With purity of love comes the fortitude to meet any challenge that life—or an angry goddess—throws your way. That’s the moral behind the ancient myth of Cupid and Psyche. The lovers are the subject of Brazilian artist Vik Muniz’ large-scale work, Amore et Psyche after Francois Gerard, which greets all visitors who enter this Westport, Connecticut, home.
For interior designer Lisa Friedman, the piece served as both muse and mantra for the entire project: “Its underlying message is that strength and serenity can coexist,” she says. “Design can be quiet, and still be powerful.”
That most homeowners want their surroundings to be a soothing respite from the outside world is a given, but for this family of four it was paramount. The husband is the founder of an investment firm and the wife leads women’s groups through counseling and meditation practices at home. Friedman has worked with the family on other projects over the years, and they knew they could trust her vision to create a calming refuge where they could recharge with their two preteen sons.
The family had fallen in love with a grand European-style manse that oozed old-world charm and had an enviable waterfront location in Saugatuck Shores, but it came with a few challenges. Built in 2008, the house was constructed along the property setback, which was angled on one side towards the coastline, so all of the rooms in the entire left wing were slightly out of square. Friedman enlisted the help of architect Marybeth Woods and general contractor George Desmond, who worked on the home’s initial build, to address the unusual geometry without altering the floor plan. “The existing house was beautiful; we weren’t going to tear it apart, but we did want to change the vibe and update it a bit,” says Woods.
One of the first items on the agenda: Employing clever, sleight-of-hand tricks, such as resetting the recessed lights, to give the rooms the illusion of being more linear. Next, the team pared back features that dated the residence. “Whatever room we touched, we tried to make the details cleaner and crisper,” notes Desmond. Plaster was removed from the ceilings in favor of a flat-painted finish and walls were given a lighter, more modern texture. Simplifying the millwork, updating the staircase and replacing the ornate fireplace mantels with contemporary stone surrounds were small but thoughtful changes that imbued the home with a dramatically different feel. “It wasn’t so much a renovation as a transformation,” Friedman is keen to point out. While the bathrooms were gutted and the kitchen was refreshed, no walls were moved on the first or second floors and the majority of the work was cosmetic.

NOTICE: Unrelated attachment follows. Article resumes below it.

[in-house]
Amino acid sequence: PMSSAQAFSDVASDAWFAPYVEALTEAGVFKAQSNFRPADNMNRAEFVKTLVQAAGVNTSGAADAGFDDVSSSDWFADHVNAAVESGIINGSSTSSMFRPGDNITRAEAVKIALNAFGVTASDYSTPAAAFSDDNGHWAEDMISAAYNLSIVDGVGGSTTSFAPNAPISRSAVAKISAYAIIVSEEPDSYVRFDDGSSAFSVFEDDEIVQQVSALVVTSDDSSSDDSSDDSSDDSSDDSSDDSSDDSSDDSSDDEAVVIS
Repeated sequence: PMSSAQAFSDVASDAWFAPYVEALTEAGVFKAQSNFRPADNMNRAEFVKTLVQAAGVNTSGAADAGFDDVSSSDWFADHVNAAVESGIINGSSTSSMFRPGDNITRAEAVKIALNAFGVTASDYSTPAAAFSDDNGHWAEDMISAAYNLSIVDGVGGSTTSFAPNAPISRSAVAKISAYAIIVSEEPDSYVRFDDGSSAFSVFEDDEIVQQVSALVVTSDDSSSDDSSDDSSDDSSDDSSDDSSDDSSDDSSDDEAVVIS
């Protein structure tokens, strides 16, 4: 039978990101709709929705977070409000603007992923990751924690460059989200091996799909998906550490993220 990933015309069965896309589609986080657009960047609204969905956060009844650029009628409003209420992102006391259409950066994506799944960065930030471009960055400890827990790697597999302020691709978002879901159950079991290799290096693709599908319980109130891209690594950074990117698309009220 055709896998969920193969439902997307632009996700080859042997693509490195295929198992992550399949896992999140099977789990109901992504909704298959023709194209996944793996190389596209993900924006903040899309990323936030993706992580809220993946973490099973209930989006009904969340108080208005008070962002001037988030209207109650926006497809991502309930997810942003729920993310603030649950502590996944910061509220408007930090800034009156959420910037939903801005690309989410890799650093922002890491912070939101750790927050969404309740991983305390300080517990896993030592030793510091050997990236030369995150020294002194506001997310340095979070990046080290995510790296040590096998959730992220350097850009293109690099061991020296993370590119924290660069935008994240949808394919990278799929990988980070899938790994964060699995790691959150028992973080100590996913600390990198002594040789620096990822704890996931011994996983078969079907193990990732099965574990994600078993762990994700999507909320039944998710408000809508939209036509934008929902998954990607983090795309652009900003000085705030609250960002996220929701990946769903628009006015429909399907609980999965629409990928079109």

By contrast, the third floor saw the most radical reinvention. “The attic was originally a series of rooms that felt very chopped up,” says Woods. The clients dreamed of having a personal wellness sanctuary that combined a home gym with a meditation area and spa, so Friedman designed the ultimate staycation spot. Removing walls opened up the space and adding a skylight brought in more natural light while increasing the ceiling height. In order to give the walls the kind of patina that one might encounter while on holiday in a historic European villa, Friedman incorporated a Belgian plaster finish in the same gray as the limestone in the bath. She then wrapped the floors of the gym and the meditation area in custom leather tiles in a similar smoky gray. “It’s meticulous work; there are no visible seams, so you can’t see where anything begins or ends,” she says.
With such stunning craftsmanship on display, it made sense to open up the stairwell to the third floor with a custom anodized steel and glass wall. Not only does it allow light from the upper foyer to stream into the spa area, but it also offers sound protection, so time spent meditating or relaxing is mindful and free of interruption.
To unify all three floors, Friedman turned to a timeless neutral palette. Subdued hues lend a calming aura and put the focus on the clients’ growing art collection as well as the home’s tranquil seaside views. Shades of charcoal, platinum gray, creamy oatmeal and snowy white create a luxe cocoon in which understated elegance envelops every room like a soft cashmere wrap.
“The house has a seamless flow, yet each room has its own carefully curated identity,” she says. “At the same time, everything is interchangeable within this house; these pieces could be used in a different way, but still create the same sensibility. You need that connection from room to room to truly establish a sense of Zen.”